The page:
A second unfortunate consequence of the prequel-sequel split is what it does to the comedy and the character dynamics, namely that neither are really allowed to progress much further past the second chapter. The huge roadblock being that the later half of the book had to catch up all the new Japanese magazine manga readers on the plot points outlined in the chapters we just read. It’s not terrible compromise and the new chapters do a decent job in finding interesting new ways in framing the story to keep the plot moving, but by the end of this volume it really felt that some repeated jokes were just overstaying their welcome. The most notable examples being the issue of Tachibana’s gender not being revealed to her teammates and the 3rd teammate’s (Yukimura’s) ero manga-schtick. These both end up becoming overused gimmicks, that just about stretch out the extent of their usefulness by the end of the volume. If there isn’t anything new further on I’m expecting the humor to become really repetitive really fast, so I’m definitely hoping that the next volumes will provide a different spin on the humour seen here. There’s only so many times straight men can unintentionally act pseudo-sexually towards a girl they 100% think is a dude before it just starts becoming ridiculous, and I found myself getting tired of this as the volume went on.
Artwork wise, AXH is for the most part unremarkably decent - action has some decent pacing, and there’s some amusing moments of visual comedy (like a completely unexpected Jojo’s reference in the middle of a exposition scene). However, I did find the character designs to be an area of complaint because I got really confused (especially during action moments) about who was who on the page because it seemed like 70% of the characters on the page had very similar hairstyles and coloring. An example of this is the designs of Tachibana and Matsuoka, the two major characters of the volume, because their similar hair length and light coloration made it difficult to tell who was who at times. The trick I found was to pay a lot more attention to their clothing, but even though the panels are technically “readable” if you pick up on very minor details, overall it still has visually indistinctive characters. If AXH didn’t have the saving grace of at least having a few distinctive shirt styles some of the pages would have been rendered unreadable, and that’s never a good thing.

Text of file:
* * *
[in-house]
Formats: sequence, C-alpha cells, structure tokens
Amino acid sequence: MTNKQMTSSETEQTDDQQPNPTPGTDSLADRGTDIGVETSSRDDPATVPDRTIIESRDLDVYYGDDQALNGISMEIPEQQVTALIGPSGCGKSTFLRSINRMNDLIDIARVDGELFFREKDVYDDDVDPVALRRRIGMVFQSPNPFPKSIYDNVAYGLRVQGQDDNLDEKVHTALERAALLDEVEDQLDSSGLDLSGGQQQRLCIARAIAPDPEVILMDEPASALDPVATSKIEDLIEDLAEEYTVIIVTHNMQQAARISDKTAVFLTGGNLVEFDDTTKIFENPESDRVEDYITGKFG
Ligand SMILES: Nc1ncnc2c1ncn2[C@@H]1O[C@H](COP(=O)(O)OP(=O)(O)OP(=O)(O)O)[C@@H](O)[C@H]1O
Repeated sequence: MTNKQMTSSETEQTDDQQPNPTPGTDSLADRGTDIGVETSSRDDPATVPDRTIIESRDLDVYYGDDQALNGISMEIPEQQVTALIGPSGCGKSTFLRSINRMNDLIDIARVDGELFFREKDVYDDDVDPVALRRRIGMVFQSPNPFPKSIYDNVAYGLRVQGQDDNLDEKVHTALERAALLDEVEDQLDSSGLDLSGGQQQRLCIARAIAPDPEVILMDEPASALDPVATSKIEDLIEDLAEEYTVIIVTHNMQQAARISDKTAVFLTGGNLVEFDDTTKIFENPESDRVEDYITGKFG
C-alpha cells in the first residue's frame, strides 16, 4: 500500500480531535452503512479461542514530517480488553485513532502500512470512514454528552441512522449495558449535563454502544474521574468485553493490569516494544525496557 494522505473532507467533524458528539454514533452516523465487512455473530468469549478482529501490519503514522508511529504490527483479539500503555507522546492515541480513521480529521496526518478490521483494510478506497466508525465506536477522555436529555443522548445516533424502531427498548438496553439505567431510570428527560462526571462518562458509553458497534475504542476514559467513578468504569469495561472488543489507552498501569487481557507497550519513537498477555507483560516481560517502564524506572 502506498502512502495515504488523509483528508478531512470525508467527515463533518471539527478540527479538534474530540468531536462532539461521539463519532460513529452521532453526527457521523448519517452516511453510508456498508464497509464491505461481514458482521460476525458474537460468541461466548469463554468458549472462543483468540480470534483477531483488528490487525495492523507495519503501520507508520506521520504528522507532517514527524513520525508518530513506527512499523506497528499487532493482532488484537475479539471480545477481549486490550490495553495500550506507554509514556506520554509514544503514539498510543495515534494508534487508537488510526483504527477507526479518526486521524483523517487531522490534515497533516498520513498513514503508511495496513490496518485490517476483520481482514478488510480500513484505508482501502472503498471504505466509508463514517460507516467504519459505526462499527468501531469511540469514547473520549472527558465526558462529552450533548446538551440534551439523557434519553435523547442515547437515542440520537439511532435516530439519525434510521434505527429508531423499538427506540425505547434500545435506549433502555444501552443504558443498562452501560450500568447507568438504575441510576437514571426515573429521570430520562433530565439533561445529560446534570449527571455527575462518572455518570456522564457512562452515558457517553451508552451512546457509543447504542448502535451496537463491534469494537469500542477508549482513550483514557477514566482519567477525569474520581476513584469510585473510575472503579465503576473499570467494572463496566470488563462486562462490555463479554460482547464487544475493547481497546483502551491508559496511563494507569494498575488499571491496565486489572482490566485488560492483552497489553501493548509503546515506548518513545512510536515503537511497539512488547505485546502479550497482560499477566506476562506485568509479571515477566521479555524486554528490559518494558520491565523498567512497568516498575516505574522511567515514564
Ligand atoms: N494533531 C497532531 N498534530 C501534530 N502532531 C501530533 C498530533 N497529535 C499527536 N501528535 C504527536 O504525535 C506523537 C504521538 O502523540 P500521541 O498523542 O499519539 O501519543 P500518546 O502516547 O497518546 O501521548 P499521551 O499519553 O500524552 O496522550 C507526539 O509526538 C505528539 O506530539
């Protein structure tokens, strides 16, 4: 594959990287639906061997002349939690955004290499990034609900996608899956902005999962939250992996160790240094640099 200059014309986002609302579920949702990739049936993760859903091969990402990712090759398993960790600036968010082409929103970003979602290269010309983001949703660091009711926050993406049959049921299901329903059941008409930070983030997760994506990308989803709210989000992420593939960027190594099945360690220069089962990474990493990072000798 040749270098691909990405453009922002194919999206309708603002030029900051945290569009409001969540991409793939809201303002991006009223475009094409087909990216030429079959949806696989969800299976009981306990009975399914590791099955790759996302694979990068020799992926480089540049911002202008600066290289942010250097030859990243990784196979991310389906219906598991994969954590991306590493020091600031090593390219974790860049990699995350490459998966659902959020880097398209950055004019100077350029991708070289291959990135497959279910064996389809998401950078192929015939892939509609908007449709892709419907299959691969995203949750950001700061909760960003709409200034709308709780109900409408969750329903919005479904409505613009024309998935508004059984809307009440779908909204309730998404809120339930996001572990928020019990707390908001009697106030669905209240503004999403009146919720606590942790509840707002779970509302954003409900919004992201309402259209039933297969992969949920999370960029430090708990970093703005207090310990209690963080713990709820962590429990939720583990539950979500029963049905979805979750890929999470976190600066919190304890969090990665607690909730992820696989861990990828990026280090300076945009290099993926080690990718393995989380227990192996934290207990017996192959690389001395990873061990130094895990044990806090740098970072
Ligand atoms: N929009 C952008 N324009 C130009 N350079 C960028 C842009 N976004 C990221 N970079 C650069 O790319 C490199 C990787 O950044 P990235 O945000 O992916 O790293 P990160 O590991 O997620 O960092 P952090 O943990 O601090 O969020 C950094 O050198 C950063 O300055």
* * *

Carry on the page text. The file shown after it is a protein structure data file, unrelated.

Aoharu X Machinegun Vol. 1 is a decent if rough start to an interesting premise. While it may definitely have potential, visual homogeneity and a certain rote-ness to the humor hold this back from being a great read. Thankfully latter volumes shouldn’t be quite as hamstrung as this first volume was by false starts, so we can only hope that the pacing and humor issues will be ironed out by the second volume.
Aoharu X Machinegun was published in English by Yen Press on October 25, 2016, and was translated by Leighann Harvey. It covers chapters 0-1 to 02. The original work was created by NAOE. Vol. 2 releases in print on December 20th, 2016 (with volumes 1-6 available already electronically).
Date of Publication: October 25th, 2016
Translator: Leighann Harvey
Publisher: Yen Press